The high concordance rates in MZ twins for autism and the broader phenotype (Folstein and Rutter 1977; Bailey et al. 1995) implicate genetic influences in the vast majority of idiopathic cases. As yet, however, there is no consensus about the neuropathological and neurophysiological basis of autism, and, thus, there are no very strong candidate genes. Autism is associated with recognized medical disorders in a small minority of cases, and these associations might indicate genes that are potentially of wider significance. The strongest specific associations are with fragile-X syndrome and tuberous sclerosis. Hallmayer et al. (1994) found no evidence that the fragile-X locus is implicated in idiopathic cases. Similarly there is no evidence that previously undetected tuberous sclerosis accounts for a significant proportion of cases, although TSC1 and TSC2 cannot yet be excluded as possible susceptibility loci (Smalley 1998; Mbarek et al. 1999). A wide range of chromosomal abnormalities are found in up to 5% of cases of autism (Gillberg 1998), the most consistent association being with 15q11-q13 interstitial duplications or a supernumerary pseudodicentric chromosome 15 (inv-dup[15]) that overlaps the Prader-Willi Angelman critical region (PWACR) of proximal 15q (see Lamb et al. [2000] for a review).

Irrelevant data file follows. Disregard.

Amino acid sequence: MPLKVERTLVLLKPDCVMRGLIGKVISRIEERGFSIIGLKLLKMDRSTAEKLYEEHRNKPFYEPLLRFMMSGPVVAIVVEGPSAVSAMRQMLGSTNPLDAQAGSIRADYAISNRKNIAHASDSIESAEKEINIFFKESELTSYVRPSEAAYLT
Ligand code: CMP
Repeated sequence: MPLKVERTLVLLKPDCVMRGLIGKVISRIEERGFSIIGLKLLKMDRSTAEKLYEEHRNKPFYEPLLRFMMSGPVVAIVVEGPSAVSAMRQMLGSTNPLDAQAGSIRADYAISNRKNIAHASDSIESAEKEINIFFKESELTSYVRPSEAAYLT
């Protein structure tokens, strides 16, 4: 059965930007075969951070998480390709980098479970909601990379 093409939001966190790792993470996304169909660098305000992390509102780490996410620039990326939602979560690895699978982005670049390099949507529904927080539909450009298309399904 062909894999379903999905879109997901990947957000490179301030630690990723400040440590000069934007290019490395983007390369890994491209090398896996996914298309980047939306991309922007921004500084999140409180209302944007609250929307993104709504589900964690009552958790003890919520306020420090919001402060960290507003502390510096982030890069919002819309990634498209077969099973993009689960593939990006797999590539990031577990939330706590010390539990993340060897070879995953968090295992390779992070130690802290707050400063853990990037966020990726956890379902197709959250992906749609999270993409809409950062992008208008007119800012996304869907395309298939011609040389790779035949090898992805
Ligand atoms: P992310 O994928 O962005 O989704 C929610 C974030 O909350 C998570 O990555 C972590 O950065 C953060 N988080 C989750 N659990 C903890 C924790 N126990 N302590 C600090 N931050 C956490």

Some 75% of individuals with autism are male, raising the possibility that genes on the X chromosome might also be implicated in susceptibility. Hallmayer et al. found modest evidence of linkage for autism on the X chromosome (Hallmayer et al. 1996), with a maximum LOD score (MLS) of 1.24 at DXS424 on Xq24. Philippe et al. (1999) also reported a two-point MLS of 0.89 at DXS996 on Xp22.3. Skuse has suggested that there may be a protective imprinted locus on the X chromosome (Skuse 2000), although a higher threshold for phenotypic expression in females could also explain the observed sex ratio. Reports of excess paternal transmissions on chromosome 7 and maternal/paternal differences in sharing on chromosome 15 have also led to speculation that there may be a parent-of-origin effect (Ashley-Koch et al. 1999, 2000; Sutcliffe and CLSA 2000).

The paucity of functional and positional candidate genes for autism has led most research groups to follow a strategy of a genomewide screen for linkage using affected relative–pair families, followed by a positional candidate-gene approach. The published genome screens have found preliminary convergent evidence for linkage in several genomic regions (for reviews, see Lamb et al. [2000] and Turner et al. [2000]), with a region on chromosome 7q showing increased allele sharing in all screens. Nevertheless, the largest genome screen to date (Risch et al. 1999), which analyzed 97 independent affected sib pairs with 519 microsatellite markers and an additional 50 sib pairs with a subset of 149 markers in candidate regions, failed to generate a LOD score with genomewide significance. This study did, however, provide modest support for loci on chromosomes 7 and 17, with a multipoint MLS of 0.93 at D7S1804 and 1.21 at D17S1584.